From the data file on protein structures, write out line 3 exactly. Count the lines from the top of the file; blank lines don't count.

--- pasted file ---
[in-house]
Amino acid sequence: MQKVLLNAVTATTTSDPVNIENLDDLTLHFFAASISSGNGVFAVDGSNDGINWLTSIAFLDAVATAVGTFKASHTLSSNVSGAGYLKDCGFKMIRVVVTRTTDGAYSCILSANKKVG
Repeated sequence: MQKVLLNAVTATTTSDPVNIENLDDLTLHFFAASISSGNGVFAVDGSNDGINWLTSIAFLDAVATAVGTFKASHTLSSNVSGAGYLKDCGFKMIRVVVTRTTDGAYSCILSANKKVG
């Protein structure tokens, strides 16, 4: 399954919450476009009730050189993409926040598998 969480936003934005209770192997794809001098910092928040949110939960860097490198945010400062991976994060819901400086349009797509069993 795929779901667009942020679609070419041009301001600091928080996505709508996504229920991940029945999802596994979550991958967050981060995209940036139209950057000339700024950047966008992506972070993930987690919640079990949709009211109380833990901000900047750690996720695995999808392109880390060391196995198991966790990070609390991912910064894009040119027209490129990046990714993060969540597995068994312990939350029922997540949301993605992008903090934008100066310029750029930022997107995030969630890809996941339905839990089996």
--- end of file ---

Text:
Repeated sequence: MQKVLLNAVTATTTSDPVNIENLDDLTLHFFAASISSGNGVFAVDGSNDGINWLTSIAFLDAVATAVGTFKASHTLSSNVSGAGYLKDCGFKMIRVVVTRTTDGAYSCILSANKKVG